Just the other day I came across a forgotten article by Tom Garigen, Director of Coaching at the Buffalo United Soccer Club.
Since I had a discussion with our own coaches about our players' performance and how our parents (and players themselves) perceive it.
I will use a few excerpts from the article below, which I think reflect our own USCA player development model.
...instill in my coaches the idea that they need to coach the intent of our players, not the results. If a player attempts to control and play the ball appropriately, but fails to execute properly we should praise them and fix the technique.
...If a player doesn’t attempt to control the ball and randomly kicks or dribbles the ball forward for a goal, we should not praise them, but instead demand that they play with purpose.
...I was very pleased with both teams’ performances. The boys tried to control almost every ball that came to them, they demonstrated good technical ability, above average spatial awareness for 11 year olds, and tried to make soccer plays (dribble, pass, or shoot) every time the ball came to them. There were a couple of sequences where they strung together five and six passes in a row and finished with a shot. The opponent launched the ball forward at every opportunity and with the exception of one dominant player up top, did very few “soccer things”. Our boys were losing 5 to 0 at half time.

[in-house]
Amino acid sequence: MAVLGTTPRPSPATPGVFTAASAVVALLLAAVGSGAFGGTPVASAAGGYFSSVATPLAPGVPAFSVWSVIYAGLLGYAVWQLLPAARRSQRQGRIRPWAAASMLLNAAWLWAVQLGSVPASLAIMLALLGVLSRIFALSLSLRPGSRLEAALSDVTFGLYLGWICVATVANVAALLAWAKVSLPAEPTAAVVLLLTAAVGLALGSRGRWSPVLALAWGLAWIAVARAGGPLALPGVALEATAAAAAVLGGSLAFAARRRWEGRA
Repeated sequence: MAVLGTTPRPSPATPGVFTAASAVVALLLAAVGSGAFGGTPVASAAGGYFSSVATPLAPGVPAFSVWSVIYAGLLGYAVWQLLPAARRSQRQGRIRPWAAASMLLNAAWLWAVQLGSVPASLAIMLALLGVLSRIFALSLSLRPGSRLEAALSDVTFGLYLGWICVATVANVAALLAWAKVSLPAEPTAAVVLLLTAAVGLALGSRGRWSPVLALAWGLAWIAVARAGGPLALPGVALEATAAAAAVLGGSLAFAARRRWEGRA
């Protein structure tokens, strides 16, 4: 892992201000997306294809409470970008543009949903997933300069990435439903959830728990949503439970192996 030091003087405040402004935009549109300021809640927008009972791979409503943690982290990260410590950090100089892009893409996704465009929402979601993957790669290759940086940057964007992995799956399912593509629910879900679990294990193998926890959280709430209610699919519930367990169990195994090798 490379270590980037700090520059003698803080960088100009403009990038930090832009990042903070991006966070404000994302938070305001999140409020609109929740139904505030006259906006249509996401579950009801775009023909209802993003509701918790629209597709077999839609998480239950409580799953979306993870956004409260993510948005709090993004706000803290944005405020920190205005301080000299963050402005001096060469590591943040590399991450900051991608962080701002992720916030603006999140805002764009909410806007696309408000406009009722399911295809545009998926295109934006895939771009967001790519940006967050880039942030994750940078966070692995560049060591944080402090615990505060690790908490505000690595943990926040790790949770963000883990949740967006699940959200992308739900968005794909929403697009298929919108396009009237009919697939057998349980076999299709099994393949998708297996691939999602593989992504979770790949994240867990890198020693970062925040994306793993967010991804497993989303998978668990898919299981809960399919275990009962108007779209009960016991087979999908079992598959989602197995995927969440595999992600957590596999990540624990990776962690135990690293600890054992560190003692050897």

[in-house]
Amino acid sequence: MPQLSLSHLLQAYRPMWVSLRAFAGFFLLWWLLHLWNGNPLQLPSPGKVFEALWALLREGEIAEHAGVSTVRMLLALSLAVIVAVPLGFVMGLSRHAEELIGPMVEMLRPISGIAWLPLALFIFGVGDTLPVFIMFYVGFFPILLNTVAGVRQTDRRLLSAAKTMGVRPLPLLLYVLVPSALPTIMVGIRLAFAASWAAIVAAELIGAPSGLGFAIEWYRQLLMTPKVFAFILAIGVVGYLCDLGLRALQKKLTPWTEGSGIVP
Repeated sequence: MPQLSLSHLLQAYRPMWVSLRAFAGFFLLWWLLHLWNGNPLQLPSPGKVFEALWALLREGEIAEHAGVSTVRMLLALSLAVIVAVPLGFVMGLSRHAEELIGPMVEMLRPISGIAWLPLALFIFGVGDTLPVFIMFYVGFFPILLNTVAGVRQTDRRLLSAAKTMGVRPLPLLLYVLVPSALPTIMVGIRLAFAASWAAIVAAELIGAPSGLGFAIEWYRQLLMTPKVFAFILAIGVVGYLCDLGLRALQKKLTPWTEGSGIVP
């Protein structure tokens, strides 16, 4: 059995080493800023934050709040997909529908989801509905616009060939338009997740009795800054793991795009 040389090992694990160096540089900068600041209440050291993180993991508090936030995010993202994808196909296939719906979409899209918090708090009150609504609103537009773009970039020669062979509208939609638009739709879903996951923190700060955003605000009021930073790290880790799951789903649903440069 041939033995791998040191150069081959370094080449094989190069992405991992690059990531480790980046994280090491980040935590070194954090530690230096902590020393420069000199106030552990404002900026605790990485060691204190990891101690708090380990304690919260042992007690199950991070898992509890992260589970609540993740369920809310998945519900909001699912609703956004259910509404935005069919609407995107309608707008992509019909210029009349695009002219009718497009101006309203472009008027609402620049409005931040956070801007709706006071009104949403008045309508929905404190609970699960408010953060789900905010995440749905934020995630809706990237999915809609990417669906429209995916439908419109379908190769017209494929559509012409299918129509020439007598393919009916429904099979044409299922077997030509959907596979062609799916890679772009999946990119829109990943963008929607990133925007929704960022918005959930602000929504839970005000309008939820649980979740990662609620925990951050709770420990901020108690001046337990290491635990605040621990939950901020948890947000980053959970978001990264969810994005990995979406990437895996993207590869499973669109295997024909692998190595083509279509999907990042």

...The u10 girls’ team that I was coaching was awesome. Without fail almost every single player that got the ball, no matter where they were on the field, tried to play with purpose and make “soccer plays”. Regardless of the pressure on the ball from the opponent our players were calm, trying to control and either beat the defender by dribbling or making a purposeful pass to a team mate. The opponent hammered the ball forward at every chance and beat us nearly double digits to zero (I am not even sure of the final score).
Here is a Guide to Evaluating Game Performance at the Younger Ages.
As a parent, if you have a little trouble understanding why USCA takes this approach I suggest to watch your child’s team play and focus in on the intent of the players each time they get the ball. At the same time focus in on the opponent’s intent each time they get the ball. Block out the result or execution of their intent and the results of the game. Then watch a high level game on TV and do the same with those players.
Assuming that over time with training and practice at home your child will get better at the execution of their ideas, which model more closely resembles what the demands are going to be on your child when they are older?
We need to begin to change the soccer culture that currently exists at home for our younger players.
It is not a question if we won or lost.
Instead, the casual questions needs to be, “Did you have a game today? How did you play?” Then, require an answer that does not speak to the results of the game but rather some specific details about how the players performed.
For example, “We played well, everyone was attempting to control the ball and make plays,” or “We played well, the coach has been trying to get us to stop diving in when defending and we did that much better than the last game.”
Reflecting on our OASL season this year, as coaches we failed making that philosophy stick with our parents and players. In fact, we had one U9 player drop out half way through the season, because he did not like losing so many games.
It is clear that our intent had not sunk in for that player and as coaches we must take responsibility for that. We preach Excellence over Success. It means learning never stops.
Is it better losing a game where our internal targets that we set for each game are upheld?
Or is it better to win a game where our preset targets are ignored?